I had the opportunity to attend a conference on the topic of “Violent Extremism in the Balkans” in Belgrade last week. The conference was the latest in a series supported by the Partnership for Peace Consortium of Defense Academies and Security Studies Institutes, in partnership with the Belgrade Centre for Security Policy (BCSP).
The title of the conference was certainly provocative, and reflected the growing concerns about extremism and violent extremism. I went to the conference interested in both the “push” and “pull” factors of extremist recruitment and engagement, with a special interest on education issues in light of my own recent study on that subject.
While the ISIS phenomenon and fears of the export of jihadist extremists certainly were in the minds of many, it was evident that participants made an effort to ensure that the discussion did not overtly focus on Islamist inspired terrorism and violence. Formal policy recommendations from the conference will be published within a few weeks. However, I wanted to share some of my own thoughts while they are still fresh in my mind. Some of these relate to the topics that were discussed, while others reflect issues that were uncomfortably avoided.
First, the majority of participants seemed focused on the role of socio-economic issues as a “push” factor that could potentially drive individuals to participate in extremist movements and commit violence in the name of that movement. When it was pointed out that there have been numerous cases of individuals coming from wealthy societies (e.g. Sweden), the economic aspect was then framed in terms of relative deprivation, or frustrated aspirations. However, I don’t recall any specific studies mentioned that formalized this link. Why is it that more global slum-dwellers – among the poorest of the poor – aren’t gravitating to extremist movements?? What is it that separates the poor from the poor in making such choices? It is clear that more study is needed, and that even if economic factors do play a role, further study will be needed to identify other causal factors.
Second, education was a hot topic. The participants discussed the need for better primary, secondary and higher education in the region; the need to give more space for critical thinking; and the need to provide counter-narratives in current affairs and history. The varying roles of formal and non-formal educational efforts were also examined. There appeared to be consensus that better education is a necessary but not a sufficient condition to counter extremist outreach and recruitment, and that politics often gets in the way of common-sense education reform in many countries.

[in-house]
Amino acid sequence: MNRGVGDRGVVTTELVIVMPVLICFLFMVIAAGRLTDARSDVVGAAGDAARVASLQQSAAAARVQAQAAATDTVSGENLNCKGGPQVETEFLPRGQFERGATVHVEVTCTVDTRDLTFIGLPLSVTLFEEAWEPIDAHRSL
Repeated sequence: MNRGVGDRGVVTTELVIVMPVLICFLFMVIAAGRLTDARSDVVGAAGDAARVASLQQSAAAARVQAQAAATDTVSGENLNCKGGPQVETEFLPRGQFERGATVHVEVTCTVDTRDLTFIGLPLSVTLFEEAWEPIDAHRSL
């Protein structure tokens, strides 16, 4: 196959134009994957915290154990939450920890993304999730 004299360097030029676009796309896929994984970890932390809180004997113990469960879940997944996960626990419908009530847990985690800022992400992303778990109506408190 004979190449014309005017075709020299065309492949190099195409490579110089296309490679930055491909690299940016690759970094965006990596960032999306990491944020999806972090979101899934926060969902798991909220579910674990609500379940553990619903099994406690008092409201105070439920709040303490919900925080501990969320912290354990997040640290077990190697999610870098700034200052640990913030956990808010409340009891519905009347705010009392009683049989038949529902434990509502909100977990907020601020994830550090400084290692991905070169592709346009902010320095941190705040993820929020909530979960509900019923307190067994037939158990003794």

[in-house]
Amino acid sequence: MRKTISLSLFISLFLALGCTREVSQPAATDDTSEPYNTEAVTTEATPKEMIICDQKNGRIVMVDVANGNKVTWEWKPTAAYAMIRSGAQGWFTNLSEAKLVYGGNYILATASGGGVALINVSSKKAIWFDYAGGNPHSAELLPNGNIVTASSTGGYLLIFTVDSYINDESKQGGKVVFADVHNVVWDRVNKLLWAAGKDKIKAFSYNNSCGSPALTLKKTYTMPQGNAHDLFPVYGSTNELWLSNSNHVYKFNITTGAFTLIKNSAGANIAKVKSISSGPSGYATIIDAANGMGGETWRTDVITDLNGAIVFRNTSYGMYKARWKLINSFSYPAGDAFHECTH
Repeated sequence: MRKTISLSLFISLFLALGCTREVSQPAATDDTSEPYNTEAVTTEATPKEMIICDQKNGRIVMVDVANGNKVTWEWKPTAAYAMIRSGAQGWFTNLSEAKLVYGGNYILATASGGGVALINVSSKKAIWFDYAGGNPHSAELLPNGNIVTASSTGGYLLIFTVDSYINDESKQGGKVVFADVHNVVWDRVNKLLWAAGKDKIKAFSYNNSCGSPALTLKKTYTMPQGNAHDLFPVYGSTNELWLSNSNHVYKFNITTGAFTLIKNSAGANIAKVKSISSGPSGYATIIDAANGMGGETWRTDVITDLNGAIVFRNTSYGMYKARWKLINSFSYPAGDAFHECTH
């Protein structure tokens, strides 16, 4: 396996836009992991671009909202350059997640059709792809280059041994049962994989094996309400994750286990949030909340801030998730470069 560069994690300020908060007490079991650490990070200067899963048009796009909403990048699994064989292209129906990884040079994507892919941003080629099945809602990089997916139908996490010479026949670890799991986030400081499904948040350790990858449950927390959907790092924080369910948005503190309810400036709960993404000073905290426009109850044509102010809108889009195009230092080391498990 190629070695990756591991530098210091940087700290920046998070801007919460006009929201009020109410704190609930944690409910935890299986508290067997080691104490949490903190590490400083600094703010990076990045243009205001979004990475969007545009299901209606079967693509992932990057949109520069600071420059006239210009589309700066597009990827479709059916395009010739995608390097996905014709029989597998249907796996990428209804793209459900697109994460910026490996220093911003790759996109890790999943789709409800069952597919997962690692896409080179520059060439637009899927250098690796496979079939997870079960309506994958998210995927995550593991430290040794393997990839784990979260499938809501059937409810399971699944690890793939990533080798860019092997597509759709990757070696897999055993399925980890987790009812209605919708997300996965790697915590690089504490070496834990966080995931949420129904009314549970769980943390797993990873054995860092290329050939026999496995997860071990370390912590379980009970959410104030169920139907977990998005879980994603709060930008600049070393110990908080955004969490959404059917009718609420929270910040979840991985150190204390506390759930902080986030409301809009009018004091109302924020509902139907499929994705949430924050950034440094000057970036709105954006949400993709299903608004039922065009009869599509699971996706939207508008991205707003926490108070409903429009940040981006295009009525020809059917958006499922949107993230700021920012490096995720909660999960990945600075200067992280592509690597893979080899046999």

Third, the role of civil society in the prevention and fight against violent extremism was also a major topic of discussion, and it went in two main directions. One focused on the role of moderate religious leaders, and how to engage them more effectively to convey counter-narratives to populations and specific individuals at risk. The other was prompted by an interesting presentation on the success ISIS has had in its own outreach, and its stunningly successful use of social media among other mobilizing tools. The presentation did not offer new data, but did take the conversation in an interesting direction.
I remarked that as an organization ISIS has succeeded in implementing nearly every “best practice” in the book in terms of organizational management. Reprehensible as its goals are, it could “tick the boxes” of many a project logframe: gender/women’s outreach; youth-focused engagement; multi-lingual platforms; social media outreach; use of video and info graphics; one-on-one member recruitment methods; and regionally-specific strategies, to name a few. In fact, its productivity and innovation makes one wonder why “democratic” civil society organizations have been unable to mobilize as effectively.
Is this a reflection of simple strong mastery of these tactics among ISIS members? Or is it perhaps something much more fundamental: do such tactics succeed because the organization a) knows precisely what it wants, and b) is dedicated to working 24⁄7 to make it happen? Can moderates ever want something as much as extremists, and can they work as hard to promote such a single-minded vision in order to be heard? Or does the nature of moderation make such zealotry impossible?
There were no answers to this frustrating conundrum.
Lastly, and on a related note, I thought it was curious that the issue of ideology was not deeply or substantially addressed. One presentation explored far-right parties in Europe; others considered religious roots or factors…. but the specific matter of what makes an ideology saleable to a group of people to the extent that they will kill or be killed for it was given summary treatment.
As might be expected from a conference, there were more questions than answers, agreement was reached that such a complex social phenomenon requires multi-layered prevention and response options, and it was concluded that more research and policy development is needed. I suspect there will be more similarly-themed events moving forward, and my hope is that these complex and multi-faceted questions can start to be more deeply discussed and debated.